Solving a Problem
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 Solving a Problem

A few weeks ago, my husband and I met with a general contractor. We talked with this professional about building an addition onto our small home. At this time, he informed us about a problem with our septic tank. We learned we would have to relocate a couple of septic lines before construction could begin on our home. Are you considering building an addition onto your house or business? Before you get too far along in this complex process, think about consulting with someone from a reputable septic service in your area. An expert from a septic service can inform you if your current septic tank will be large enough to accommodate the addition. On this blog, I hope you will discover the most common tasks performed by septic services. Enjoy!


Solving a Problem

Do These Five Things To Prevent Unnecessary Septic System Repair And Maintenance Costs

Debra Chapman

If you are having to pump out your home's septic tank more often than your neighbors are doing this chore, then the following are five simple things you can do to protect the septic system from requiring this excessive pumping.

Stop Using Drain Cleaners 

Drain cleaning products are very harsh and will kill the helpful bacteria in your septic tank. Once the bacteria dies, then the tank doesn't have any way to process solid materials and becomes clogged with them. The excessive solids require a pump out to remove them, and this problem can be avoided by using plungers and drain augers instead of harsh drain cleaning products.

Stop Bleaching Your Laundry

Each time you add bleach to a load of laundry, it washes down into your home's septic tank after bleaching your clothing. The bleach then kills off a percentage of the bacteria in the tank. Rather than introducing chlorine bleach into your septic tank, opt to use a safer oxygenated bleach instead.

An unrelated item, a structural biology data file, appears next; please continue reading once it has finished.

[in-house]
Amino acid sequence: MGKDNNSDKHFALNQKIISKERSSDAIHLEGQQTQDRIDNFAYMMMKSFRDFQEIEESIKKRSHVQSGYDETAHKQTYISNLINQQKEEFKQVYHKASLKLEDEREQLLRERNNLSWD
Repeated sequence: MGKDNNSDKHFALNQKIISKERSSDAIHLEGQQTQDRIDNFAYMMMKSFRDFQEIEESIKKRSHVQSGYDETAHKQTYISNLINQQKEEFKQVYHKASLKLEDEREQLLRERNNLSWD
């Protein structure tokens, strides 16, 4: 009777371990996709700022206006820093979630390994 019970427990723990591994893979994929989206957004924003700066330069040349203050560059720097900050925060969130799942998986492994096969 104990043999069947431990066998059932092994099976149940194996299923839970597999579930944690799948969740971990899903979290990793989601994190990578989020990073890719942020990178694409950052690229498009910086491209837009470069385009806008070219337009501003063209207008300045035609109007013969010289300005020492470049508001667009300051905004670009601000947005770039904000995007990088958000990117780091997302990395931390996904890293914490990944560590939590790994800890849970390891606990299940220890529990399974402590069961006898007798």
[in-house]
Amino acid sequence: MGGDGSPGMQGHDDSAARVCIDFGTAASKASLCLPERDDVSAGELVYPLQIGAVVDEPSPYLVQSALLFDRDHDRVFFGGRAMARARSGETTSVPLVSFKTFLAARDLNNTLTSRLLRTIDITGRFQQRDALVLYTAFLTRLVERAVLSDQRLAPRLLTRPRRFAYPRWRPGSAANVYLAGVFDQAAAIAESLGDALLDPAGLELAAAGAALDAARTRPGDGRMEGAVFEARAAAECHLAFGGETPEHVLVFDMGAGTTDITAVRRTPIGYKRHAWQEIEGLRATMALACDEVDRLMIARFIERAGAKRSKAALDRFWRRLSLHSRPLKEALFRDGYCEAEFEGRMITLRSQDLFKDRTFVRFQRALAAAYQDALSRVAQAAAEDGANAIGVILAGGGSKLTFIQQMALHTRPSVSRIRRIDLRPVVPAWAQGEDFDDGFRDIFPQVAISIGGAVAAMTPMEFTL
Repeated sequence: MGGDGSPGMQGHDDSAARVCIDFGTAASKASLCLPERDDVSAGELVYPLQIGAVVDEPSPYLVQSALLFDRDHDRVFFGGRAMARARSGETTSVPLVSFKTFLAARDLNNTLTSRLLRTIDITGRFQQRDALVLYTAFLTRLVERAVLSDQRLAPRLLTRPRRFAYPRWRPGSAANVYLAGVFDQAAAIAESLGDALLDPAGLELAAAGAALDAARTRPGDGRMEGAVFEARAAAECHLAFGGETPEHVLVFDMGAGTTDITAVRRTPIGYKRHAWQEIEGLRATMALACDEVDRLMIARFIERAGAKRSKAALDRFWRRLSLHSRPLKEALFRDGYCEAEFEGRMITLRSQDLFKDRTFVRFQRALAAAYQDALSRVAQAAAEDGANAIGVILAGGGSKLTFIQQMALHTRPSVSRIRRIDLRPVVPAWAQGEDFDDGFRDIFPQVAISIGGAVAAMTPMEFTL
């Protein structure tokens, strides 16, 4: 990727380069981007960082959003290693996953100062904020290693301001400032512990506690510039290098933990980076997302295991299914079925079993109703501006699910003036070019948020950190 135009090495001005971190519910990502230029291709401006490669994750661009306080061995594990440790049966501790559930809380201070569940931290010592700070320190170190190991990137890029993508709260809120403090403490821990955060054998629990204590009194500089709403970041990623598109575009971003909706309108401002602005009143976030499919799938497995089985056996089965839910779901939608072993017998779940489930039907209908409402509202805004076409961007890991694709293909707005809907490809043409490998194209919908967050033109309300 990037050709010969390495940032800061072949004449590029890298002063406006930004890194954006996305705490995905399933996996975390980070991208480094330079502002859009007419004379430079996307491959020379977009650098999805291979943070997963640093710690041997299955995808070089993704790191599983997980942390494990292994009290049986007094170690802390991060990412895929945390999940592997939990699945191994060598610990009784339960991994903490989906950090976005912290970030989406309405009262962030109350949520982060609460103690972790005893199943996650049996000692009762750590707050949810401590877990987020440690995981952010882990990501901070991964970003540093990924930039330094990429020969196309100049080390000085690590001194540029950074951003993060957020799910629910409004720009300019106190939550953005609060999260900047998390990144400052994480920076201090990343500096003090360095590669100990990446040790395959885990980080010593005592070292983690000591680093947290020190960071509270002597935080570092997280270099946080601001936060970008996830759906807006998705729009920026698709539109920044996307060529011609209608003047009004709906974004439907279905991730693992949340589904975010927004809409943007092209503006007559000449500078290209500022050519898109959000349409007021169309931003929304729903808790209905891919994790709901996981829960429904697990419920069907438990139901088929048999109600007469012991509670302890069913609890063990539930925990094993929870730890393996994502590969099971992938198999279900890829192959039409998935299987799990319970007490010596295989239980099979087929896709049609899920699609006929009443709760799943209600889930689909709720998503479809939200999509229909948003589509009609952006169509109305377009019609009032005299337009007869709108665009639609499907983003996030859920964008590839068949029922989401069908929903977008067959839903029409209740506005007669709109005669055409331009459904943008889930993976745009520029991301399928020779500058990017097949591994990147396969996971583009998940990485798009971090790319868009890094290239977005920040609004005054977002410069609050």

Stop Using So Much Toilet Paper

One of the biggest clogging agents in most residential septic tanks is toilet paper. The cellulose fibers in toilet paper take time to break down and using a lot of toilet paper simply compounds the problem.

If everyone in your household simply vows to be more mindful of using just the proper amount of toilet paper necessary to do the job it needs to do, this will go a long way towards unnecessarily clogging up the system with cellulose fibers that will need to be pumped out at a future date.

Don't Use a Garbage Disposal

Septic systems are designed to use natural bacteria to break down solid materials. While this process works very well on human waste and cellulose fibers, it does not work at all on things like ground up chicken bones and fats from meats. For this reason, you should not use a garbage disposal in a home with a septic system. Scrape all of your dishes into the trash before washing them and keep as much food waste as possible out of your septic tank.

Never Pour Grease Down a Drain

Finally, grease and oils are not able to be processed in your septic tank. Additionally, the big sticky oil and grease molecules will stick to the sides of the septic tank and mix with detergents and turn into a nasty goo. To prevent your this gunk from coating your septic tank and requiring a premature pump-out, never dump grease or oil down a drain and into your septic tank.

Contact a service, like River City Septic & Excavating, for more help.